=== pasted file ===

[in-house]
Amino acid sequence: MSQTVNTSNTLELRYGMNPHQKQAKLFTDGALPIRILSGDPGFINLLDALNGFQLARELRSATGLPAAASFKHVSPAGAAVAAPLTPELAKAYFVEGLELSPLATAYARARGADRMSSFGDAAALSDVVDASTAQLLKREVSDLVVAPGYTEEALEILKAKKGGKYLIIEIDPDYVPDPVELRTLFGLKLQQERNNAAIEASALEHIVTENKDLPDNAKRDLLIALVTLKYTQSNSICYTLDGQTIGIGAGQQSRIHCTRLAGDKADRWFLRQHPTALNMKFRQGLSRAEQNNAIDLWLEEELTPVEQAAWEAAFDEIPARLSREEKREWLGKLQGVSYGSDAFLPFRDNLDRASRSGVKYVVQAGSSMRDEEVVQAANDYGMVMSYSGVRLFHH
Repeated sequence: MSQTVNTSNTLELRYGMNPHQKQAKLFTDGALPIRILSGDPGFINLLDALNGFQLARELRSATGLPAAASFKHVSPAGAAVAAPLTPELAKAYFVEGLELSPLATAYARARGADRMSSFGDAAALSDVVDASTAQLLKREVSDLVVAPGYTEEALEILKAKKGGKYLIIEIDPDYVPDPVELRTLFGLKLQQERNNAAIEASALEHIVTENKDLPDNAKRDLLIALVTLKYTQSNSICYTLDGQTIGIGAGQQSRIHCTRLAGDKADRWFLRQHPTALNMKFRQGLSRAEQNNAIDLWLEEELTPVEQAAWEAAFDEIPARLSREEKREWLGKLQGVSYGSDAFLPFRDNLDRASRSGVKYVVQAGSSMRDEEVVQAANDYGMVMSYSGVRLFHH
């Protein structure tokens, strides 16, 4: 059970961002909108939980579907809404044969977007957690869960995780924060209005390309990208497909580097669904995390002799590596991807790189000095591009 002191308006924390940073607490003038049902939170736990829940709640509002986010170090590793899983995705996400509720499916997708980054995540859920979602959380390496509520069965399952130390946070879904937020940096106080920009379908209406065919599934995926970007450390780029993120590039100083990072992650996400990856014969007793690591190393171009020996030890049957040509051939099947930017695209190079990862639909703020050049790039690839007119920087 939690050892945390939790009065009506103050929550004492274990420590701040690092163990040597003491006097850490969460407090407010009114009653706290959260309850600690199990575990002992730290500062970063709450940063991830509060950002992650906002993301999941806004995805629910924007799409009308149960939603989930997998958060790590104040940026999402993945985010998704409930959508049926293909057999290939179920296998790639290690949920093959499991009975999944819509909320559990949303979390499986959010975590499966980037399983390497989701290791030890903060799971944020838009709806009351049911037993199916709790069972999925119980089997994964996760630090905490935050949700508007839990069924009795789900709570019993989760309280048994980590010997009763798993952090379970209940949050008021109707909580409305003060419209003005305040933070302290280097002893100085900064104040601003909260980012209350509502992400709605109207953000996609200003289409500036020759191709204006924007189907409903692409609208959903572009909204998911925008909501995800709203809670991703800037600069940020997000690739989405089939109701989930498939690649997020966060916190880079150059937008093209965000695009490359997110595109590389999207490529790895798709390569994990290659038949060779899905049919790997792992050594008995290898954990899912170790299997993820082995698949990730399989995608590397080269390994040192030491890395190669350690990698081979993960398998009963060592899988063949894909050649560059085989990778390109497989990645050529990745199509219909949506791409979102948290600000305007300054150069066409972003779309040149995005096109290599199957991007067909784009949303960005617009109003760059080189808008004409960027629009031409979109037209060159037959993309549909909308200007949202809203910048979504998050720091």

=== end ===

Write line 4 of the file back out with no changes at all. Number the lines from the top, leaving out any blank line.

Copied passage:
């Protein structure tokens, strides 16, 4: 059970961002909108939980579907809404044969977007957690869960995780924060209005390309990208497909580097669904995390002799590596991807790189000095591009 002191308006924390940073607490003038049902939170736990829940709640509002986010170090590793899983995705996400509720499916997708980054995540859920979602959380390496509520069965399952130390946070879904937020940096106080920009379908209406065919599934995926970007450390780029993120590039100083990072992650996400990856014969007793690591190393171009020996030890049957040509051939099947930017695209190079990862639909703020050049790039690839007119920087 939690050892945390939790009065009506103050929550004492274990420590701040690092163990040597003491006097850490969460407090407010009114009653706290959260309850600690199990575990002992730290500062970063709450940063991830509060950002992650906002993301999941806004995805629910924007799409009308149960939603989930997998958060790590104040940026999402993945985010998704409930959508049926293909057999290939179920296998790639290690949920093959499991009975999944819509909320559990949303979390499986959010975590499966980037399983390497989701290791030890903060799971944020838009709806009351049911037993199916709790069972999925119980089997994964996760630090905490935050949700508007839990069924009795789900709570019993989760309280048994980590010997009763798993952090379970209940949050008021109707909580409305003060419209003005305040933070302290280097002893100085900064104040601003909260980012209350509502992400709605109207953000996609200003289409500036020759191709204006924007189907409903692409609208959903572009909204998911925008909501995800709203809670991703800037600069940020997000690739989405089939109701989930498939690649997020966060916190880079150059937008093209965000695009490359997110595109590389999207490529790895798709390569994990290659038949060779899905049919790997792992050594008995290898954990899912170790299997993820082995698949990730399989995608590397080269390994040192030491890395190669350690990698081979993960398998009963060592899988063949894909050649560059085989990778390109497989990645050529990745199509219909949506791409979102948290600000305007300054150069066409972003779309040149995005096109290599199957991007067909784009949303960005617009109003760059080189808008004409960027629009031409979109037209060159037959993309549909909308200007949202809203910048979504998050720091």